Fractured teeth can cause a great deal of pain for cats, and they should be treated right away. Here, our Wisconsin Dells vets discuss fractured teeth in cats including the causes, signs, and treatment options.
Cat Tooth Fractures
Yes, it is. Infected material fills the inside of the tooth, eventually trickling into the jaw through the holes in the tip of the root. Because the bacteria have a haven inside the root canal, the body's immune system, even with antibiotic treatment, is unable to eliminate the infection. Bacteria escaping the apex of the tooth can spread over time, producing local dental pain every time the cat chews and infection in other parts of the body.
Causes of Fractured Teeth in Cats
Fractured teeth are frequent in cats and can be caused by external trauma (for example, being hit by a car or an item) or chewing on hard objects such as bones, hard food, or toys. The canine (fang) teeth and the massive upper pointed cheek teeth in the back of the mouth are the most commonly broken in cats.
Signs of Fractured Teeth in Cats
Signs to look for include:
- Grinding of teeth
- Excessive drooling
- Chewing on one side
- Pawing at the mouth
- Dropping food from the mouth when eating
- Facial swelling
- Refusing to chew on toys
- Refusing to eat hard food
- Lymph node enlargement
- Shying away when the face is petted
If you notice any of these, a trip to the vet for a dental examination might be necessary.
Further, you can examine your cat's teeth (if they allow you) to see if there is a chip or fracture. There are six classifications of tooth fractures in cats:
- Enamel fracture: A fracture with loss of crown substance confined to the enamel.
- Uncomplicated crown fracture: A fracture of the crown that does not expose the pulp.
- Complicated crown fracture: A crown fracture that exposes the pulp.
- Uncomplicated crown-root fracture: A fracture of the crown and root that does not expose the pulp.
- Complicated crown-root fracture: A fracture of the crown and root that exposes the pulp.
- Root fracture: A fracture involving the root of the tooth.
Treatment Options for Tooth Fractures
Most broken teeth require treatment to function painlessly. Ignoring the situation will result in the tooth being sensitive and painful. If the nerve is exposed, there are usually two options: root canal therapy or extraction. If the nerve is not exposed, the tooth can be repaired without the need for root canal therapy.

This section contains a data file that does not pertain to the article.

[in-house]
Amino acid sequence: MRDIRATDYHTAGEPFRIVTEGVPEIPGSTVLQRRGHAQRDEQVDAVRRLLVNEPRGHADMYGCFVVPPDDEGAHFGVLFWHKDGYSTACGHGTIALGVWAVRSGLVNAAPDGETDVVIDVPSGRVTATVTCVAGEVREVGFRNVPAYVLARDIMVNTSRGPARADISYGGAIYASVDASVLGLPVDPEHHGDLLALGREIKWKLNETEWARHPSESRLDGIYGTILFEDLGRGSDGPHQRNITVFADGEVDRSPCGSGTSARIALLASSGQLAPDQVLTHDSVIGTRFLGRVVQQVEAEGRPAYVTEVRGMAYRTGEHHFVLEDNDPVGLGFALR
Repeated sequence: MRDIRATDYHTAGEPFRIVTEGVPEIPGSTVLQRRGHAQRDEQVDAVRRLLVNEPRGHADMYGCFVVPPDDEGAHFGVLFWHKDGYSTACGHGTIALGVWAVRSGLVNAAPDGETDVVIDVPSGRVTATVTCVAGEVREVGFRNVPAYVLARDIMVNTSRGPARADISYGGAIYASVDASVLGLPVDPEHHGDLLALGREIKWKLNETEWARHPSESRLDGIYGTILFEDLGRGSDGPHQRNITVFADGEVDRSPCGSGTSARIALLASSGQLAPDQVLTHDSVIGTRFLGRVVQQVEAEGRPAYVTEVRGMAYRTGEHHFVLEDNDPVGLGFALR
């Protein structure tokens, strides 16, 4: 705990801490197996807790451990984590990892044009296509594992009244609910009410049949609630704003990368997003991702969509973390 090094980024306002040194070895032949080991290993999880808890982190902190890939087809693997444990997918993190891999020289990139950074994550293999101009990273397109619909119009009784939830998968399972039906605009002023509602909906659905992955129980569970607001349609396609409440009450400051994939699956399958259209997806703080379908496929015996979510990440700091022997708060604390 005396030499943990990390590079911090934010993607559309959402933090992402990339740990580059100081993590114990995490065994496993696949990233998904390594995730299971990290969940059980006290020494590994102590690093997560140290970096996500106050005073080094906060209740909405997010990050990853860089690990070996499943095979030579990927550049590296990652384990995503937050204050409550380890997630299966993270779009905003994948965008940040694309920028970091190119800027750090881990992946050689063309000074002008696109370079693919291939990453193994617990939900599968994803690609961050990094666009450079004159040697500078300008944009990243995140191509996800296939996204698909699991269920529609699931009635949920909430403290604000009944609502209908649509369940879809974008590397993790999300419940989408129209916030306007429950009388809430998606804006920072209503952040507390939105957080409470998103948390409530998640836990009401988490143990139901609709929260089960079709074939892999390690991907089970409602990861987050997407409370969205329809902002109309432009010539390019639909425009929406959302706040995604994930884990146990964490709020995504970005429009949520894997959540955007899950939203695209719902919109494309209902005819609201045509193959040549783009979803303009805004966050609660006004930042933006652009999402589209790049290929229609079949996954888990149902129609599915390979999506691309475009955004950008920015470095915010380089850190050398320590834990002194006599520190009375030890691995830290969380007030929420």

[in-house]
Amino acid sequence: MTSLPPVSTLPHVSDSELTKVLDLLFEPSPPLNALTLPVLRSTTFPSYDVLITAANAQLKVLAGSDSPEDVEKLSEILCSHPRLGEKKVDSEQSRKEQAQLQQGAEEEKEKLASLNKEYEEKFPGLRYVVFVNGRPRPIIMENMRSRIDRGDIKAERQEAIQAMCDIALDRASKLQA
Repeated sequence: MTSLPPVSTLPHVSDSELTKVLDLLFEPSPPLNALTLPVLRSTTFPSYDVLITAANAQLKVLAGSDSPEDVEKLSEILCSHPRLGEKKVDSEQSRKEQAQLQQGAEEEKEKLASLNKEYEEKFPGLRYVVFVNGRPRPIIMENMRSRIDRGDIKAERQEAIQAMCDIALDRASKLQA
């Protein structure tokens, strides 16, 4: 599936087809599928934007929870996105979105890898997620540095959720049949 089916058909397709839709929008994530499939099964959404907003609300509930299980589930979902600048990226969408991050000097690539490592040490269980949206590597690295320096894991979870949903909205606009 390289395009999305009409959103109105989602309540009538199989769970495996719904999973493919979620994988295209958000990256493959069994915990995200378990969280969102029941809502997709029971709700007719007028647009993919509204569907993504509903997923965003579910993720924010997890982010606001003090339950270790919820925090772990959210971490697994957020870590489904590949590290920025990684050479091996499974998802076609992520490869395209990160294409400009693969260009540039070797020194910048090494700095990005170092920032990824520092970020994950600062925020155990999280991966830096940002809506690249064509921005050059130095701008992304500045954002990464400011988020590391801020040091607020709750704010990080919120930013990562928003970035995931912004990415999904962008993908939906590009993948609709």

Root Canal: An X-ray of the tooth assesses the surrounding bone and validates the root's integrity. The unhealthy tissue inside the root canal is removed during a root canal. To prevent further bacterial infection and save the tooth, instruments are used to clean, disinfect, and fill the root canal. The long-term outcomes of root canal therapy are generally excellent.
Vital Pulp Therapy: In younger cats (under 18 months), vital pulp therapy may be used on freshly broken teeth. To eliminate surface microorganisms and inflammatory tissue, a layer of pulp is removed. To promote healing, a medicated dressing is applied to the newly exposed pulp. Teeth treated with this method may require root canal therapy in the future.
Tooth Extraction: The other option is to extract damaged teeth. However, most veterinarians attempt to avoid extracting cracked but otherwise healthy teeth. The removal of huge canine and chewing teeth requires oral surgery, similar to the removal of impacted wisdom teeth in human patients.
Preventing Tooth Fractures in Cats
Examine your cat's chew toys and snacks. Remove all bones, antlers, cow hoofs, nylon chews, and pizzle sticks from the house. Throw away any chews or toys that are difficult to bend. Inquire with your veterinarian or check for items bearing the Veterinary Oral Health Council (VOHC.org) seal of approval.
Note: The advice provided in this post is intended for informational purposes and does not constitute medical advice regarding pets. For an accurate diagnosis of your pet's condition, please make an appointment with your vet.